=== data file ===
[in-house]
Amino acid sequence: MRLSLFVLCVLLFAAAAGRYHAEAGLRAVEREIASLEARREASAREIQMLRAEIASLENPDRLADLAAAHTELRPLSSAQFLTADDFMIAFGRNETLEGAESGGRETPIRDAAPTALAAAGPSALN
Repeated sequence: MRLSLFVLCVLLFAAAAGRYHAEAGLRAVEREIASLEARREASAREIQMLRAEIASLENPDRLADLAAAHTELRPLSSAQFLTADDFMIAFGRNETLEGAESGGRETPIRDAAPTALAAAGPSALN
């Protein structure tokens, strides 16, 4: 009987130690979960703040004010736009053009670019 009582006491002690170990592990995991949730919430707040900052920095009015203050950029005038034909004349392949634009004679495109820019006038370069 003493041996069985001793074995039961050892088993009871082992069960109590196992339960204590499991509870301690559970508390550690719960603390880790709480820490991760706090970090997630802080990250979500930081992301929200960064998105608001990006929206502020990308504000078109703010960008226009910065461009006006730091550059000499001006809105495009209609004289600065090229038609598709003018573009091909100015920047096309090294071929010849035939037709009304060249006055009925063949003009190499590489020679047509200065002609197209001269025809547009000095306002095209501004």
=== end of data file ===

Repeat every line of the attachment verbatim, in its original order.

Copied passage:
[in-house]
Amino acid sequence: MRLSLFVLCVLLFAAAAGRYHAEAGLRAVEREIASLEARREASAREIQMLRAEIASLENPDRLADLAAAHTELRPLSSAQFLTADDFMIAFGRNETLEGAESGGRETPIRDAAPTALAAAGPSALN
Repeated sequence: MRLSLFVLCVLLFAAAAGRYHAEAGLRAVEREIASLEARREASAREIQMLRAEIASLENPDRLADLAAAHTELRPLSSAQFLTADDFMIAFGRNETLEGAESGGRETPIRDAAPTALAAAGPSALN
């Protein structure tokens, strides 16, 4: 009987130690979960703040004010736009053009670019 009582006491002690170990592990995991949730919430707040900052920095009015203050950029005038034909004349392949634009004679495109820019006038370069 003493041996069985001793074995039961050892088993009871082992069960109590196992339960204590499991509870301690559970508390550690719960603390880790709480820490991760706090970090997630802080990250979500930081992301929200960064998105608001990006929206502020990308504000078109703010960008226009910065461009006006730091550059000499001006809105495009209609004289600065090229038609598709003018573009091909100015920047096309090294071929010849035939037709009304060249006055009925063949003009190499590489020679047509200065002609197209001269025809547009000095306002095209501004």